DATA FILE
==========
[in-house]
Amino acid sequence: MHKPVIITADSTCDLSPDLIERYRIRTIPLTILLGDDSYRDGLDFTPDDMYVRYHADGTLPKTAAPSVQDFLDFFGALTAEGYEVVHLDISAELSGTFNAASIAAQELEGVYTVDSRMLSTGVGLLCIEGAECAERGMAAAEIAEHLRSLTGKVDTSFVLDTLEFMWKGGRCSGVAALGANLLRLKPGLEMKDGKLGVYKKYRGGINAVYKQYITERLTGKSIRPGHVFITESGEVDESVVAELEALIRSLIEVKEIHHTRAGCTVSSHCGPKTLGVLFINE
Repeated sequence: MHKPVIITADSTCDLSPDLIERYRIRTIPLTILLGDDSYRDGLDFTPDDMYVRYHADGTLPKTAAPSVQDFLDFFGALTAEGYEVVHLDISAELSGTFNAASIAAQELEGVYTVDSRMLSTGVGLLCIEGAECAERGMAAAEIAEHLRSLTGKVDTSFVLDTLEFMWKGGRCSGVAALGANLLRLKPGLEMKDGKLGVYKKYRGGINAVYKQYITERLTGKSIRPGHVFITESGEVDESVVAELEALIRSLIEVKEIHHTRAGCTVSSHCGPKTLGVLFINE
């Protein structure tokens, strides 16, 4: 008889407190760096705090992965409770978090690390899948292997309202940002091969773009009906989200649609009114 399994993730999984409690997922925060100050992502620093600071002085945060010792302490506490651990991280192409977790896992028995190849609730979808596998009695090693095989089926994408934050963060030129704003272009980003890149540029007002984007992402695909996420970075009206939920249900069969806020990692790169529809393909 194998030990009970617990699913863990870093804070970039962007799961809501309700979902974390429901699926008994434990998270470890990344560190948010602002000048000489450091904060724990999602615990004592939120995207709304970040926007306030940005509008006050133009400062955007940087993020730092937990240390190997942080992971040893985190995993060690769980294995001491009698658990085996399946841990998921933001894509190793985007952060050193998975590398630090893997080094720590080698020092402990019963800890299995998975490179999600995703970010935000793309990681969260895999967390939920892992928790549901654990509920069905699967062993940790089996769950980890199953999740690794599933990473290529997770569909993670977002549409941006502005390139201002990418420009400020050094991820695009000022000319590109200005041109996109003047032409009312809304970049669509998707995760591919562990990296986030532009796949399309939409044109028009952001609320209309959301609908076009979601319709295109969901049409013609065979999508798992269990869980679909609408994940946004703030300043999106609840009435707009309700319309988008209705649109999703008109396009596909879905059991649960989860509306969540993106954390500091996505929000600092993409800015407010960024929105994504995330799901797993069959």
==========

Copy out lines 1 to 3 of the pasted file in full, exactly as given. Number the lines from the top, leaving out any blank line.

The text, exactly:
[in-house]
Amino acid sequence: MHKPVIITADSTCDLSPDLIERYRIRTIPLTILLGDDSYRDGLDFTPDDMYVRYHADGTLPKTAAPSVQDFLDFFGALTAEGYEVVHLDISAELSGTFNAASIAAQELEGVYTVDSRMLSTGVGLLCIEGAECAERGMAAAEIAEHLRSLTGKVDTSFVLDTLEFMWKGGRCSGVAALGANLLRLKPGLEMKDGKLGVYKKYRGGINAVYKQYITERLTGKSIRPGHVFITESGEVDESVVAELEALIRSLIEVKEIHHTRAGCTVSSHCGPKTLGVLFINE
Repeated sequence: MHKPVIITADSTCDLSPDLIERYRIRTIPLTILLGDDSYRDGLDFTPDDMYVRYHADGTLPKTAAPSVQDFLDFFGALTAEGYEVVHLDISAELSGTFNAASIAAQELEGVYTVDSRMLSTGVGLLCIEGAECAERGMAAAEIAEHLRSLTGKVDTSFVLDTLEFMWKGGRCSGVAALGANLLRLKPGLEMKDGKLGVYKKYRGGINAVYKQYITERLTGKSIRPGHVFITESGEVDESVVAELEALIRSLIEVKEIHHTRAGCTVSSHCGPKTLGVLFINE